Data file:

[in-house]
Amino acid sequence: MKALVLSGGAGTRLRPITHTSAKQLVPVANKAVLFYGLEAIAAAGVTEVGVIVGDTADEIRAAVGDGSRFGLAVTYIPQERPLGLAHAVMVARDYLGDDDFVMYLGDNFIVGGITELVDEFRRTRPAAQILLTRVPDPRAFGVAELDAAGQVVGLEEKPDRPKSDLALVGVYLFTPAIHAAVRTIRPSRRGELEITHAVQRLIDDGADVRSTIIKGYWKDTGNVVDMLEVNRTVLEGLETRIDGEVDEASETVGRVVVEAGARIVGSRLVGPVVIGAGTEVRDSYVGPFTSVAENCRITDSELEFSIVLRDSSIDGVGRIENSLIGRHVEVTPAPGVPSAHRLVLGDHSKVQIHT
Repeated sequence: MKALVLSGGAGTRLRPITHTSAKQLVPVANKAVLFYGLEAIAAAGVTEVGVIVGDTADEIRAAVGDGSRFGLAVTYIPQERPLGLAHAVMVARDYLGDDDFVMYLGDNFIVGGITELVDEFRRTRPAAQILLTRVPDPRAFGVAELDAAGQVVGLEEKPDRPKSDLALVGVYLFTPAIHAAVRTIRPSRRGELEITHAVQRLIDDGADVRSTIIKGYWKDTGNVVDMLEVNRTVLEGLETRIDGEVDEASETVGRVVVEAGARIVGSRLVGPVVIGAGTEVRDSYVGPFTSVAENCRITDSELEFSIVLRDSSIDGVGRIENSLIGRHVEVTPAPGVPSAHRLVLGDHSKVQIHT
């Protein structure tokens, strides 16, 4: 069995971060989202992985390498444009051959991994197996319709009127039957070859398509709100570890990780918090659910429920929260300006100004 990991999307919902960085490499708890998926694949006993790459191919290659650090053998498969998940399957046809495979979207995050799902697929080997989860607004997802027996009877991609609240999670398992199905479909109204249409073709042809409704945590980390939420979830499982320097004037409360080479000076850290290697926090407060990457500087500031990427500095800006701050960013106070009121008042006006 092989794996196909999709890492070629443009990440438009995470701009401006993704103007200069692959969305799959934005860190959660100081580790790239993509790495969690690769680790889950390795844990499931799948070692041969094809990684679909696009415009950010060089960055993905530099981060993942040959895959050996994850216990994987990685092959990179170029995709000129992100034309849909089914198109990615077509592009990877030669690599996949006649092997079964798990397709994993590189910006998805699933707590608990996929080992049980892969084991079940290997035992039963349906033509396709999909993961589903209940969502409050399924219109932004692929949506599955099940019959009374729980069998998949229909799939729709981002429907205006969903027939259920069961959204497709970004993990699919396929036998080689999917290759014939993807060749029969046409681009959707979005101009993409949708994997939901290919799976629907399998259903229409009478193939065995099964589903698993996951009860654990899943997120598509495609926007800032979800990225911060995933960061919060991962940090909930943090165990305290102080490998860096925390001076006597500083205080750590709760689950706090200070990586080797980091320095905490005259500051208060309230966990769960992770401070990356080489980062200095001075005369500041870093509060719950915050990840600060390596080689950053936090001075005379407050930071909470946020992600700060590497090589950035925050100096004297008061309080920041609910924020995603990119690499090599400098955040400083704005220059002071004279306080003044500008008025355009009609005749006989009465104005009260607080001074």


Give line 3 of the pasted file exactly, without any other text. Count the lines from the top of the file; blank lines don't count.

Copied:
Repeated sequence: MKALVLSGGAGTRLRPITHTSAKQLVPVANKAVLFYGLEAIAAAGVTEVGVIVGDTADEIRAAVGDGSRFGLAVTYIPQERPLGLAHAVMVARDYLGDDDFVMYLGDNFIVGGITELVDEFRRTRPAAQILLTRVPDPRAFGVAELDAAGQVVGLEEKPDRPKSDLALVGVYLFTPAIHAAVRTIRPSRRGELEITHAVQRLIDDGADVRSTIIKGYWKDTGNVVDMLEVNRTVLEGLETRIDGEVDEASETVGRVVVEAGARIVGSRLVGPVVIGAGTEVRDSYVGPFTSVAENCRITDSELEFSIVLRDSSIDGVGRIENSLIGRHVEVTPAPGVPSAHRLVLGDHSKVQIHT